Christina Vasilevski

Toronto Writer/Editor for Content Strategy and User Experience.

The Value of Plain Language

One of the hardest lessons I ever had to learn as a writer was that using complex words was not a sign of good writing.

It’s a natural assumption to make. “Good” writing means writing that sounds “smart” — and what’s smarter than using vague or polysyllabic words that you really have to think about to understand?

How about using language that’s simple, clear, and gets its point across? In other words, how about plain language?

Understanding the value of plain language is something that a lot of individuals and businesses have trouble with. Hell, even the government of Canada hasn’t implemented plain language rules across all of its departments, as a recent news story about Revenue Canada has made clear.

Quick summary: an American firm reviewed thousands of letters sent to Canadian citizens by Revenue Canada (Canada’s version of the IRS) and found that they were “poorly organized, confusing, unprofessional, unduly severe, bureaucratic, one-sided and just plain dense”.

Ouch.

The cost of not using plain language

It gets worse, though. Turns out that having letters full of bureaucratic, complex language — AKA, what many people think sounds “smart” — has a huge cost:

All that gibberish comes with a human cost: confused taxpayers swamp the agency’s call centres with needless telephone inquiries, or they send thousands of letters to tax offices asking for clarification.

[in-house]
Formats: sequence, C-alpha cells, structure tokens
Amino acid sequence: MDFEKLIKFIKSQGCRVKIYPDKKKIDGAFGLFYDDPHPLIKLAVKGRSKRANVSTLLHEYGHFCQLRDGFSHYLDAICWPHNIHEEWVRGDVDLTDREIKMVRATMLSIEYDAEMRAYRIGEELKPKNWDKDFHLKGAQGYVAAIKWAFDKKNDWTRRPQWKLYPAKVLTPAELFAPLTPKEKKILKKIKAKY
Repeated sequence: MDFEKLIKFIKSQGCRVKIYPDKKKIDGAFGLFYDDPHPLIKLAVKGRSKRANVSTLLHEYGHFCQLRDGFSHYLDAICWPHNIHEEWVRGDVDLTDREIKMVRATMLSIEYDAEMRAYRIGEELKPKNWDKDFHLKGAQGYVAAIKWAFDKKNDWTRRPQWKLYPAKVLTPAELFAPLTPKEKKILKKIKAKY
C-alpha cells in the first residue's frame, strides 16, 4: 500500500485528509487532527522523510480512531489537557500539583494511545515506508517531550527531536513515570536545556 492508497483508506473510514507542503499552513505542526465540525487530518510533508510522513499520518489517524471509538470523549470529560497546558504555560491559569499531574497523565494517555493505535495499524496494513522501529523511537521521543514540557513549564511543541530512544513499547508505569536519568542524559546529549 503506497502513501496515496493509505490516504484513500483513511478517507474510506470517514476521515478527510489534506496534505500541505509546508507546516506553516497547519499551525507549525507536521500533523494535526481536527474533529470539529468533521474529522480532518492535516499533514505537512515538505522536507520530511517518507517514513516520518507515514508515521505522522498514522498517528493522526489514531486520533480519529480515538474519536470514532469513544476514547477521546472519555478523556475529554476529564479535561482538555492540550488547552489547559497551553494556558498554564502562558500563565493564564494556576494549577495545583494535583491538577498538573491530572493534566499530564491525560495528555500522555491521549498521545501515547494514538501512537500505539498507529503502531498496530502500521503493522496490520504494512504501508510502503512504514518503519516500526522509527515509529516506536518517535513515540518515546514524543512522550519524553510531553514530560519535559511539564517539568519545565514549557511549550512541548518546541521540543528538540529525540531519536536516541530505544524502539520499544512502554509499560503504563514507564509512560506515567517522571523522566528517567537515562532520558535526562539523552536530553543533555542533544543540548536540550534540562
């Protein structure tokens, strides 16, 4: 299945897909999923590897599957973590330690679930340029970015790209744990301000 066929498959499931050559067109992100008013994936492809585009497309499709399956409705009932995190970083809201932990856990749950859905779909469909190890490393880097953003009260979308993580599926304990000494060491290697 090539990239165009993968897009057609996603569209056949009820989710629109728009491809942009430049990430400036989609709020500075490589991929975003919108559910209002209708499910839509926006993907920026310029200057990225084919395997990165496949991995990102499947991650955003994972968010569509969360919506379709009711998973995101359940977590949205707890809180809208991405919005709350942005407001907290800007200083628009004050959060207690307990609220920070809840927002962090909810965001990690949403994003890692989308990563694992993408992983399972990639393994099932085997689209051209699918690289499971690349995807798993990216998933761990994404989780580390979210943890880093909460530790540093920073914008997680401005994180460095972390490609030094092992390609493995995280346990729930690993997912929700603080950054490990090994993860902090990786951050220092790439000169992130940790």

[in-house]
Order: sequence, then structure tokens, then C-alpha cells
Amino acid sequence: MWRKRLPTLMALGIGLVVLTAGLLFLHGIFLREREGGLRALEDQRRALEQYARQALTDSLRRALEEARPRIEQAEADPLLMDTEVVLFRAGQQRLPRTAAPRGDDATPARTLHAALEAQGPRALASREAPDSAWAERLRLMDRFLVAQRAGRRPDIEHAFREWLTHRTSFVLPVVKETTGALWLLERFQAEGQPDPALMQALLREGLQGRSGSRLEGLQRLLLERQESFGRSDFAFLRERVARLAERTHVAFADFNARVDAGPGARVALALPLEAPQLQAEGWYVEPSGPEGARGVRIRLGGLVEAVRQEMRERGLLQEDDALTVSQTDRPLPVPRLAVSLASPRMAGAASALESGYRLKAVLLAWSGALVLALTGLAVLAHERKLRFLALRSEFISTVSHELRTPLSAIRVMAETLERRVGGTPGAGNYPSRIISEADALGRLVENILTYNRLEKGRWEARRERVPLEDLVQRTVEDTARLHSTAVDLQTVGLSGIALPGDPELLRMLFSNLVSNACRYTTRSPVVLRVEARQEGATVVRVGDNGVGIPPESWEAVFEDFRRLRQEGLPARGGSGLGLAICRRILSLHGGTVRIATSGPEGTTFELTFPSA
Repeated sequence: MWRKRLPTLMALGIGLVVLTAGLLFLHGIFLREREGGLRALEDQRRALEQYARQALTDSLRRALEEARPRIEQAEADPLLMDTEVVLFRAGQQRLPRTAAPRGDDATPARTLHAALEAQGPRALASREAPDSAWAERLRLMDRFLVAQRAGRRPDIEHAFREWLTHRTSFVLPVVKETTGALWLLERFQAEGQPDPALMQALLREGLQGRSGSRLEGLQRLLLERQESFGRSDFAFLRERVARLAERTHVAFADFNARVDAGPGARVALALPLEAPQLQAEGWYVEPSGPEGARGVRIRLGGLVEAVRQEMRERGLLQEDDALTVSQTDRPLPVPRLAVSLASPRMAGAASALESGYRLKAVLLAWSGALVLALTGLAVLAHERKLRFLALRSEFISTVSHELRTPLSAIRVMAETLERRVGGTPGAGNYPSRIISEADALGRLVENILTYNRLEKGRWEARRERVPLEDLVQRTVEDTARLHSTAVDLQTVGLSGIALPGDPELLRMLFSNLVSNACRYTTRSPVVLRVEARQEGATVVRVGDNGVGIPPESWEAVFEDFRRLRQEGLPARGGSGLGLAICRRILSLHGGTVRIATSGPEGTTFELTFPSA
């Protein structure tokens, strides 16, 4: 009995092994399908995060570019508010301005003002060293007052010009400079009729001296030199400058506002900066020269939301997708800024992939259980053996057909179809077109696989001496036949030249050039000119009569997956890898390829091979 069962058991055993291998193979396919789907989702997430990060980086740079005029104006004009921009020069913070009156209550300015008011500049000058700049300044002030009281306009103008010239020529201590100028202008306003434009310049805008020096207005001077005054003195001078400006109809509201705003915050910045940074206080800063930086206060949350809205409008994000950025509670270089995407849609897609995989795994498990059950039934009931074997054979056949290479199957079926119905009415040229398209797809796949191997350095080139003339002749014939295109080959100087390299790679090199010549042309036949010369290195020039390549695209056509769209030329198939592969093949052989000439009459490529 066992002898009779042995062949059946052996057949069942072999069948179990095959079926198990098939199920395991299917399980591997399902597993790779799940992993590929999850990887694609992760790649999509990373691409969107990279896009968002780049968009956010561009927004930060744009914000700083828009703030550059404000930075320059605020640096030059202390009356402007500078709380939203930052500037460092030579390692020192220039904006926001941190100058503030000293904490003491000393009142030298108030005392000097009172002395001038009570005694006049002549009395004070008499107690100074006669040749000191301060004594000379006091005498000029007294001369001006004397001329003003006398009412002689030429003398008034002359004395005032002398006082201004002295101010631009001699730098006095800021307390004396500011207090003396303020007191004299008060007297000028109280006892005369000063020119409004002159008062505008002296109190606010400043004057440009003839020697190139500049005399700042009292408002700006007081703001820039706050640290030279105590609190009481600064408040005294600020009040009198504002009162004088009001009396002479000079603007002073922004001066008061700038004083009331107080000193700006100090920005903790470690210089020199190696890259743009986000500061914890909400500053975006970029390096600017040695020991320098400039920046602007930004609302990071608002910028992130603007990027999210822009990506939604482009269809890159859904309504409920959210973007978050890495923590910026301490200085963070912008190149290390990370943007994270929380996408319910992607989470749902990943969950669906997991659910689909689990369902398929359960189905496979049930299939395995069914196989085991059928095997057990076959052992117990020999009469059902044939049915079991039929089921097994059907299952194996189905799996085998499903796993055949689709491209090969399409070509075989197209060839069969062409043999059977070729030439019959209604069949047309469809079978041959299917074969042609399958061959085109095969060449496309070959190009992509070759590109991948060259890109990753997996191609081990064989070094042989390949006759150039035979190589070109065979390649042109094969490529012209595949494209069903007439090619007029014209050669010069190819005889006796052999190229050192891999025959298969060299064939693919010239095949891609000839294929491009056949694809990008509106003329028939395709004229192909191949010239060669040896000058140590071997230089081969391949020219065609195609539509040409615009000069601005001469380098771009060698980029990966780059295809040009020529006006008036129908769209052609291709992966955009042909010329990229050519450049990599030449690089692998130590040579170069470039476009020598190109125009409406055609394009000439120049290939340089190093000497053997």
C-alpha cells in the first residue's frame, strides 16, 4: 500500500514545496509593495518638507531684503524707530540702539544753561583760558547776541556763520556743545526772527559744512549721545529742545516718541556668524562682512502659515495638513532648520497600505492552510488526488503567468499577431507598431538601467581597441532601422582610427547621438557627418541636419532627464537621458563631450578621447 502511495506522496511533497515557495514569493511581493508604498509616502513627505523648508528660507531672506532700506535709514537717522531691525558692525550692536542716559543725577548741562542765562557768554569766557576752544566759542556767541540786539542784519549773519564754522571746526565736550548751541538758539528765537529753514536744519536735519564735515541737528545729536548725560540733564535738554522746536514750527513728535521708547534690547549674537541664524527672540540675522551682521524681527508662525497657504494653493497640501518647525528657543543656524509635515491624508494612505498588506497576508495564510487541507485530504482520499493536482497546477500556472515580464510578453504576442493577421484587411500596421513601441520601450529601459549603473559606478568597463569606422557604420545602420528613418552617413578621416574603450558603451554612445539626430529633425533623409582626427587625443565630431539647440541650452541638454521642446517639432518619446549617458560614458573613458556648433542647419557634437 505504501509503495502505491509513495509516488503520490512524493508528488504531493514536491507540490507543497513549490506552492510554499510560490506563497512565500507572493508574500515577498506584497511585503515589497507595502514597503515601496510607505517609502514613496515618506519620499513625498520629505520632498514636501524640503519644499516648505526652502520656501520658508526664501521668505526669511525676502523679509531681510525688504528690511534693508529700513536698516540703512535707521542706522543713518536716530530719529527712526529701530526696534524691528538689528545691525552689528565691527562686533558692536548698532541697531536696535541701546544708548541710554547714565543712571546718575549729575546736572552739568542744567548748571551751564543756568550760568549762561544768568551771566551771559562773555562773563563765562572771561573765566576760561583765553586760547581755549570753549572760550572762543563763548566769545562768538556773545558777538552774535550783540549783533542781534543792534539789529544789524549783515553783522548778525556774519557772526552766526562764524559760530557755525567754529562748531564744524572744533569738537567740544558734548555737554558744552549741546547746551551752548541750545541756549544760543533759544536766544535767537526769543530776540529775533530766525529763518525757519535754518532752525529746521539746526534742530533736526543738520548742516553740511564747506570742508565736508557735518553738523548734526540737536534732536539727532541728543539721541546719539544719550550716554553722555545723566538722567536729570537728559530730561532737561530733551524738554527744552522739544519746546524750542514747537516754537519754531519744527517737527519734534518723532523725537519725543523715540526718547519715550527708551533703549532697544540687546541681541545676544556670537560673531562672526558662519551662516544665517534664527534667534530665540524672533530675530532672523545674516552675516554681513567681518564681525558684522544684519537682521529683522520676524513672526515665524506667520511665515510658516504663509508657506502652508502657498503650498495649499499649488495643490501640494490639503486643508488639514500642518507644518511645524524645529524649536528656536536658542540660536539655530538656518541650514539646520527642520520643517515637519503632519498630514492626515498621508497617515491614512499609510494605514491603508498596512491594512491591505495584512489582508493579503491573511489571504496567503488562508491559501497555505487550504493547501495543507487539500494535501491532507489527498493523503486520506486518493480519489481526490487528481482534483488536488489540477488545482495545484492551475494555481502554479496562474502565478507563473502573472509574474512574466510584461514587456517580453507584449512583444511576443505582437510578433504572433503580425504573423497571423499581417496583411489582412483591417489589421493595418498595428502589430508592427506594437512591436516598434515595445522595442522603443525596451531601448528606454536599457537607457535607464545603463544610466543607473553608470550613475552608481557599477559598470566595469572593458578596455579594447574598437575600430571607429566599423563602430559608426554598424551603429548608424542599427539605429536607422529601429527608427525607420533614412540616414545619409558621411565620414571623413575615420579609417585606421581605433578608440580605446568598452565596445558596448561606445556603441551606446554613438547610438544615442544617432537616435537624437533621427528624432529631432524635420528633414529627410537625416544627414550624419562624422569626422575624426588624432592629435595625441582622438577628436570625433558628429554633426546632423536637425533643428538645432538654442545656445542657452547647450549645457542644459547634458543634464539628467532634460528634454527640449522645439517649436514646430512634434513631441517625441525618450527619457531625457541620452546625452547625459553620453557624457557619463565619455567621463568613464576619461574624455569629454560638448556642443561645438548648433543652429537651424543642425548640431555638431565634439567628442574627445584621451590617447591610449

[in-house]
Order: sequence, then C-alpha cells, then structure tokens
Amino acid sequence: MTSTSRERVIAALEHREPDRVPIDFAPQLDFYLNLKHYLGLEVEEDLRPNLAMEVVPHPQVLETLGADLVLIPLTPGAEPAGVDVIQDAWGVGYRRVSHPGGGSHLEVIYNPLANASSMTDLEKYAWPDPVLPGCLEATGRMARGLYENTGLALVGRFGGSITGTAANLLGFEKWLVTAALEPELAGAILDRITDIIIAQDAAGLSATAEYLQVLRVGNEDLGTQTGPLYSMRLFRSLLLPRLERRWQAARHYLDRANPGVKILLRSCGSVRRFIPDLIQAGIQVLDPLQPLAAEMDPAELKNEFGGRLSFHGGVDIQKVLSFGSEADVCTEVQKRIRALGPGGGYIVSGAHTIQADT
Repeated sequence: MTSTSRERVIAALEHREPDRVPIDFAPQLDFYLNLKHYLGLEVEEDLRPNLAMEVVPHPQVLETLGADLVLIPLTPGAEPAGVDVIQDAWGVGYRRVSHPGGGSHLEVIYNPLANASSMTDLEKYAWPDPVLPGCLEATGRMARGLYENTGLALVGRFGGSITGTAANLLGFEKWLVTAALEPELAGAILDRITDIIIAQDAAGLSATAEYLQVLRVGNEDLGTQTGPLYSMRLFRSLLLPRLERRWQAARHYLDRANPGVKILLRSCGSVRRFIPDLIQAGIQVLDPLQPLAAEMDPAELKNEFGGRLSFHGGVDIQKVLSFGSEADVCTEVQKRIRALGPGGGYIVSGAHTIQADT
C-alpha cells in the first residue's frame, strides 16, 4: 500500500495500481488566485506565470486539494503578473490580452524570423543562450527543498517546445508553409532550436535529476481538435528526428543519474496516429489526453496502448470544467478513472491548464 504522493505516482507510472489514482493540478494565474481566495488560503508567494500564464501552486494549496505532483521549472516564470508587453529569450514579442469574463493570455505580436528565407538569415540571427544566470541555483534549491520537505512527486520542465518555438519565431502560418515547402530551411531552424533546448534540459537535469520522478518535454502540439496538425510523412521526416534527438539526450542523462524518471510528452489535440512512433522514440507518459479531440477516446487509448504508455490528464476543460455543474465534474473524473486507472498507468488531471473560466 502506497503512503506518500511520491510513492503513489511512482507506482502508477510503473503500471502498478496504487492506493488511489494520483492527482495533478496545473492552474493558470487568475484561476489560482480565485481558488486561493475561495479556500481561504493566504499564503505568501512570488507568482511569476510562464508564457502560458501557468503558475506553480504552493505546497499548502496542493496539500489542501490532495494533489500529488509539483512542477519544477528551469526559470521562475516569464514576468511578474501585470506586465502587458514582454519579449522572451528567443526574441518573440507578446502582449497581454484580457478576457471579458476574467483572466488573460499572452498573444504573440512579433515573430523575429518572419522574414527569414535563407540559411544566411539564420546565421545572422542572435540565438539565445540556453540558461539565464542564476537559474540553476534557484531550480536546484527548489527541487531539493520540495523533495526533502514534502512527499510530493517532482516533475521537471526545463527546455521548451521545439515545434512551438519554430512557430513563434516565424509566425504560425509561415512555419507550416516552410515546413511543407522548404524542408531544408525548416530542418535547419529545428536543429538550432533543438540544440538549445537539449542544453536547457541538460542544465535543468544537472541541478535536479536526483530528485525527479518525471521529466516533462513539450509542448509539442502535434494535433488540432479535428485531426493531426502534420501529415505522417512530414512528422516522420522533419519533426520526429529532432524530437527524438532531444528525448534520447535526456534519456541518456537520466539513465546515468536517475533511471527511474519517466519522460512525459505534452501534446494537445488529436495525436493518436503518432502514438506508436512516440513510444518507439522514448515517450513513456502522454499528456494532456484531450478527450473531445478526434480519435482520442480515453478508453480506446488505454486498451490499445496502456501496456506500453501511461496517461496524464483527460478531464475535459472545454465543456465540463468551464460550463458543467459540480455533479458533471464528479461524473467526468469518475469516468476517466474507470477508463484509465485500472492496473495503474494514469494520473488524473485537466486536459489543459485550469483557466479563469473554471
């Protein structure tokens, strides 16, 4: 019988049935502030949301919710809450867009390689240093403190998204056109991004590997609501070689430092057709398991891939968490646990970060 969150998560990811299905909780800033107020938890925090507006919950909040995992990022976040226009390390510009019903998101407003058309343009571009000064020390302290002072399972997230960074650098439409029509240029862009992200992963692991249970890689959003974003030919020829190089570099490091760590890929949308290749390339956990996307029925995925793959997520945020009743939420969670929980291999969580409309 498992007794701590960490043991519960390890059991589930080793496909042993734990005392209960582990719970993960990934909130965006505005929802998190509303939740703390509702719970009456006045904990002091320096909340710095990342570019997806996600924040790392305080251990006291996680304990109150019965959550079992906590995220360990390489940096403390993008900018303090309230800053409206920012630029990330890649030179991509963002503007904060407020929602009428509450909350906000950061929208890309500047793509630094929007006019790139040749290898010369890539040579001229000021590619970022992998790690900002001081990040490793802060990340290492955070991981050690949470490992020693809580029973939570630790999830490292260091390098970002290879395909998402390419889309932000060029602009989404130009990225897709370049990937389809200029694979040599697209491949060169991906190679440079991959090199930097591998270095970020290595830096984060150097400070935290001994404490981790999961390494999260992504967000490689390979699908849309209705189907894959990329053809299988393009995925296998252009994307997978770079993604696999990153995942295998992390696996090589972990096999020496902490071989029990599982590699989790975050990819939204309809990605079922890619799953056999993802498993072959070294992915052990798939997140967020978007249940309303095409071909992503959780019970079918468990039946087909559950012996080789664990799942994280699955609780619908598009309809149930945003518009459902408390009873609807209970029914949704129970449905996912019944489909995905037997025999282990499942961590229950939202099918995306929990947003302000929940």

[…]

“Often the main purpose of the documents was not readily apparent, and other important information was scattered throughout the document or embedded in dense paragraphs,” Siegelvision said in its $25,000 review for the government.

The evaluation included an online survey of taxpayers by another firm, which asked respondents to examine a typical CRA notice that required the recipient to send the tax agency money. About half of those surveyed could not figure out they were supposed to write a cheque to the government because the document was so poorly written. [Emphasis added.]

Think about all of the waste in both time and money those poorly-written letters cause. Think about all of the money the government isn’t getting because people can’t understand that they need to submit a cheque.

Would you let “smart” sounding writing get in the way of actually getting the money you need to keep on going, whether you’re a business or individual?

I didn’t think so.

So what is plain language?

Put simply, plain language involves using common words and simple phrasing to make sure as many people as possible understand what you’re trying to say.

That doesn’t mean you have to sound like you’re writing for a five-year-old. But it does mean that you need to write clearly, avoiding heavily technical or  insider-friendly terms. You have to assume that the people you’re talking to don’t know as much about your topic as you do.

Let’s face it, no one knows everything — but people do want to learn, and plain language is all about not getting in your reader’s way. Who knows how much money (literal and figurative) you’re leaving on the table otherwise?